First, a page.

Explorers Find Schooner That Sank in 1868 in Lake Ontario
The Royal Albert was carrying 285 tons of railroad iron when it went down
By Jenn Gidman,  Newser Staff
Posted Jun 30, 2016 12:28 PM CDT

(Newser) – A retired engineer and two buddies took his boat out on Lake Ontario a few weeks ago, with a high-res side-scan sonar to see if they could find any shipwrecks. What they stumbled across, 400 feet below the surface: the remains of the Royal Albert schooner, which sank nearly 150 years ago after leaving Oswego, NY, for Toledo, Ohio, the Democrat and Chronicle reports. Jim Kennard, 73, tells the Toronto Star he was going back and forth in a certain area of the lake—what he refers to as his "mowing the lawn" method—with Roger Pawlowski and Roland Stevens when the sonar picked up the schooner. "We saw two masts lying on either side of the ship," he tells the Democrat & Chronicle. Because Kennard had an extensive database of shipwrecks—he's helped track down more than 200 shipwrecks since the '70s—and an idea of the Royal Albert's size and shape, they were able to ID the vessel. A remote-controlled vehicle sent to take pictures and video of the ship offered more evidence of their find.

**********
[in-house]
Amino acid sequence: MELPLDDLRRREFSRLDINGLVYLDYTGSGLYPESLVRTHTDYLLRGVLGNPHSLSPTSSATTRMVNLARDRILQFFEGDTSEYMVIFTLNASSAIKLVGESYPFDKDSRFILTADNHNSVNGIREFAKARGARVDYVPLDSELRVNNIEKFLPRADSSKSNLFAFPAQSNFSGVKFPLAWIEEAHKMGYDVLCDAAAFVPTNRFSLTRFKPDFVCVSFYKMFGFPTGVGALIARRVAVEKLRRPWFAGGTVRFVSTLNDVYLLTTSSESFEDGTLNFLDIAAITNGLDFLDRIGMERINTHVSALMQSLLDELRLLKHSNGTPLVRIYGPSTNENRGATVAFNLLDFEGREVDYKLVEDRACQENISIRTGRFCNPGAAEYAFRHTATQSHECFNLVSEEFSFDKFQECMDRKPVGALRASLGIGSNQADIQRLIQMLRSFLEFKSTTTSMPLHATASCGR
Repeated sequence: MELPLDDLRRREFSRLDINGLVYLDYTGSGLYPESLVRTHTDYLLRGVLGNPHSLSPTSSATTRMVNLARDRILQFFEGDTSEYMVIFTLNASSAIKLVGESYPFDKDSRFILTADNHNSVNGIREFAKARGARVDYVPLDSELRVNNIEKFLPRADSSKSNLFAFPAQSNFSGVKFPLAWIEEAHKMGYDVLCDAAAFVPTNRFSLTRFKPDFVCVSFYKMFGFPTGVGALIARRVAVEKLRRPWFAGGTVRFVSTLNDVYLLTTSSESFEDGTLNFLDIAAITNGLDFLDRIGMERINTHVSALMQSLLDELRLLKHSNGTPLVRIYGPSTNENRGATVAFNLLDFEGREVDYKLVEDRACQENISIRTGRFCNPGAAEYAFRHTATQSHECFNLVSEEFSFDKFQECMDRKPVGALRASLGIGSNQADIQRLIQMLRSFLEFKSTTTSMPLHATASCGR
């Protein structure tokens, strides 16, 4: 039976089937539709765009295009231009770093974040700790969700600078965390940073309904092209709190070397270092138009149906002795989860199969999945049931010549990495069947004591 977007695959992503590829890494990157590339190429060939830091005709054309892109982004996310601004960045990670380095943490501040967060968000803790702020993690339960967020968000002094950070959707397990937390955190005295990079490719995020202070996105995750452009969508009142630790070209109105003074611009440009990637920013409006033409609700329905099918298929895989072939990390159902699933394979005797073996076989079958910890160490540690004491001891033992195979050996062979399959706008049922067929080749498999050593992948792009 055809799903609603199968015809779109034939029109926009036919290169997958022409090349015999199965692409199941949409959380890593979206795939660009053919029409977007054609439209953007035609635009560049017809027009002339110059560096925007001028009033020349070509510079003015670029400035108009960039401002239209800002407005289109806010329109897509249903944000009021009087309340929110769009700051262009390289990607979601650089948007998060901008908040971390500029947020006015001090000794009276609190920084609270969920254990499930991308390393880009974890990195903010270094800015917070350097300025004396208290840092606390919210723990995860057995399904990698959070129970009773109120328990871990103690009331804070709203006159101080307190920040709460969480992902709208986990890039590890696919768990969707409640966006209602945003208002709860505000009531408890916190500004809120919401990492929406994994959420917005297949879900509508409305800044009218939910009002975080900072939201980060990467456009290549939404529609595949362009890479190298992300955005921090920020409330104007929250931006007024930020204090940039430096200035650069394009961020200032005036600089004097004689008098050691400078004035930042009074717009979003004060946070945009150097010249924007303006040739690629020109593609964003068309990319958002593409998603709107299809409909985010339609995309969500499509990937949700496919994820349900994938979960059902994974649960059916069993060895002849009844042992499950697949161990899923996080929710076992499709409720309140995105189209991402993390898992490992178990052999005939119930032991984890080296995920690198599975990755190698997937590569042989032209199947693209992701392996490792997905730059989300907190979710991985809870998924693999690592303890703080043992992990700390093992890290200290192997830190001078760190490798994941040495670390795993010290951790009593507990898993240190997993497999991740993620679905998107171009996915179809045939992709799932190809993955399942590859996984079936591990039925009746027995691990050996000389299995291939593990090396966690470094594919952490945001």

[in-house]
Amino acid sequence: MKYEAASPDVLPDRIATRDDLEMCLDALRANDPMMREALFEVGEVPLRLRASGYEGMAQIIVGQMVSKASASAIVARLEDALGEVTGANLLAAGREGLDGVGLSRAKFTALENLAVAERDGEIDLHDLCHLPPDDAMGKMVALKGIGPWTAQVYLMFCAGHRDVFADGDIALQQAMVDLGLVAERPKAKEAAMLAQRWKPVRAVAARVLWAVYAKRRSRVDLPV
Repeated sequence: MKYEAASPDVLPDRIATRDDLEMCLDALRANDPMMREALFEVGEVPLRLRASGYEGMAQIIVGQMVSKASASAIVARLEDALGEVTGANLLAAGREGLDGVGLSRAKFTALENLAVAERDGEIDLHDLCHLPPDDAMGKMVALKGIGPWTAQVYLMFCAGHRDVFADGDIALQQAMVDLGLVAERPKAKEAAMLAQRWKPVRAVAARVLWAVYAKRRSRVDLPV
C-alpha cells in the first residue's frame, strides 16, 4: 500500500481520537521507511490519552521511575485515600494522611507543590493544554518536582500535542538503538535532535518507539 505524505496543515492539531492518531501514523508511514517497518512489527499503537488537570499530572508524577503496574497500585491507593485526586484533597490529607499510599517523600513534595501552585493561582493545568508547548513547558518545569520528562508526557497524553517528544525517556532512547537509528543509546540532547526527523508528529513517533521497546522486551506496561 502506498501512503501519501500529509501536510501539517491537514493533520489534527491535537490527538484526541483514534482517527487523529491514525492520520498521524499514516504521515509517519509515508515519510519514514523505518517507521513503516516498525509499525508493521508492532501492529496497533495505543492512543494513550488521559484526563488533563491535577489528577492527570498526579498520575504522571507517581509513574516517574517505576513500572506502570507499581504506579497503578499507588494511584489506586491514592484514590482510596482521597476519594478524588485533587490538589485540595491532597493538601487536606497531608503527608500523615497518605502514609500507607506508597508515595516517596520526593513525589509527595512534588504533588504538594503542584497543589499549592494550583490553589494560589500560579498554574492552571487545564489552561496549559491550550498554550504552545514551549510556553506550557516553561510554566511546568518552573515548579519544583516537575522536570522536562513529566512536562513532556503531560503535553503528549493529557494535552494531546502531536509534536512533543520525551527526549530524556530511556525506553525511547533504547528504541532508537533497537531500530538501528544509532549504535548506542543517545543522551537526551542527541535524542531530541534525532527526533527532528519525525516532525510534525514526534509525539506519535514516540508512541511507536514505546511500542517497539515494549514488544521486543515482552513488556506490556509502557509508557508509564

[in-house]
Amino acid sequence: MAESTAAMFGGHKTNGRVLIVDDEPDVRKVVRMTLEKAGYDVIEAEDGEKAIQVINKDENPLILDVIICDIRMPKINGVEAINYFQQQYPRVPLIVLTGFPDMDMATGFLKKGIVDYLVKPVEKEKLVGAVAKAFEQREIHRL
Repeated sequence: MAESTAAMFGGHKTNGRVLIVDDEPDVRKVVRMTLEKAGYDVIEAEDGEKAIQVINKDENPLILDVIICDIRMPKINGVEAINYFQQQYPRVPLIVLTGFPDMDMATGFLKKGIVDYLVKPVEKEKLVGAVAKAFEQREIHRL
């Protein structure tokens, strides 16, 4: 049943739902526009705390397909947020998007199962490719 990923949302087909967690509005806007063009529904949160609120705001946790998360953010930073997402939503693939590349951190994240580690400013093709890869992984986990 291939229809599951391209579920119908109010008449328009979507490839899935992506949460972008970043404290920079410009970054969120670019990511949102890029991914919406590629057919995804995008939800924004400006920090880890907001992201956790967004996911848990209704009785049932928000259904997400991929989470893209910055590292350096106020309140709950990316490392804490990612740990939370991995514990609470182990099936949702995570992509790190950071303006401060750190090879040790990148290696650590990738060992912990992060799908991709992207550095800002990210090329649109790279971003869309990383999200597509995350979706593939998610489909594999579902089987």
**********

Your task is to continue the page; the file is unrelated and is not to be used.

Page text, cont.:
The 104-foot-long schooner, which Kennard says sank 15 miles west of Oswego, was transporting 285 tons of railroad iron on Aug. 10, 1868, when something happened (some say bad weather) to make the railroad iron move, causing it to tear a hole in the side of the vessel; Kennard tells the AP some of those rails can be seen in video of the ship's hold. The crew safely made it to shore in a small boat. Kennard and his fellow explorers were out on the lake thanks to the National Museum of the Great Lakes, which funds volunteer shipwreck explorers, per the Toledo Blade. "Our collaboration with Jim Kennard and his team have produced some of the most important discoveries on Lake Ontario," the museum's director said. As for the Royal Albert, it will likely stay put, per local and federal shipwreck laws. "It's essentially an underwater museum of maritime history," Kennard tells the Democrat & Chronicle. ("One of the most important shipwrecks" ever may have been found off Rhode Island.)